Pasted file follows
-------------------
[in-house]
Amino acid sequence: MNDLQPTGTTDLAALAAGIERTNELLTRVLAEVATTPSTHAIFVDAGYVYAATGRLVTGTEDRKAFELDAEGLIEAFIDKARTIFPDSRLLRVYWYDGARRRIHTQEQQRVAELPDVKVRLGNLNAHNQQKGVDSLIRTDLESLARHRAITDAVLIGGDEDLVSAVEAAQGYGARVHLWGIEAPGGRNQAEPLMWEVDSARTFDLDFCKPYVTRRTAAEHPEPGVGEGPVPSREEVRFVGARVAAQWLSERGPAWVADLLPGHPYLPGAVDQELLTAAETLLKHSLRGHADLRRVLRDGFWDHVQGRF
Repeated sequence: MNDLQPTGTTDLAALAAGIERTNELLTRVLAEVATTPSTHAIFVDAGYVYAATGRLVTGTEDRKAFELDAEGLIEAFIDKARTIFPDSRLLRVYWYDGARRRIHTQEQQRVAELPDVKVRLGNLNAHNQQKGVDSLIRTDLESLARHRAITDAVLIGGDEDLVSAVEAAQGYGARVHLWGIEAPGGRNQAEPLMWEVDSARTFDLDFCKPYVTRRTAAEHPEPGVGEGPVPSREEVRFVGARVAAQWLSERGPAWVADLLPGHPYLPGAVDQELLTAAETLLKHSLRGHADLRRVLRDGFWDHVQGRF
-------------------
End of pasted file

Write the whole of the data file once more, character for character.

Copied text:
[in-house]
Amino acid sequence: MNDLQPTGTTDLAALAAGIERTNELLTRVLAEVATTPSTHAIFVDAGYVYAATGRLVTGTEDRKAFELDAEGLIEAFIDKARTIFPDSRLLRVYWYDGARRRIHTQEQQRVAELPDVKVRLGNLNAHNQQKGVDSLIRTDLESLARHRAITDAVLIGGDEDLVSAVEAAQGYGARVHLWGIEAPGGRNQAEPLMWEVDSARTFDLDFCKPYVTRRTAAEHPEPGVGEGPVPSREEVRFVGARVAAQWLSERGPAWVADLLPGHPYLPGAVDQELLTAAETLLKHSLRGHADLRRVLRDGFWDHVQGRF
Repeated sequence: MNDLQPTGTTDLAALAAGIERTNELLTRVLAEVATTPSTHAIFVDAGYVYAATGRLVTGTEDRKAFELDAEGLIEAFIDKARTIFPDSRLLRVYWYDGARRRIHTQEQQRVAELPDVKVRLGNLNAHNQQKGVDSLIRTDLESLARHRAITDAVLIGGDEDLVSAVEAAQGYGARVHLWGIEAPGGRNQAEPLMWEVDSARTFDLDFCKPYVTRRTAAEHPEPGVGEGPVPSREEVRFVGARVAAQWLSERGPAWVADLLPGHPYLPGAVDQELLTAAETLLKHSLRGHADLRRVLRDGFWDHVQGRF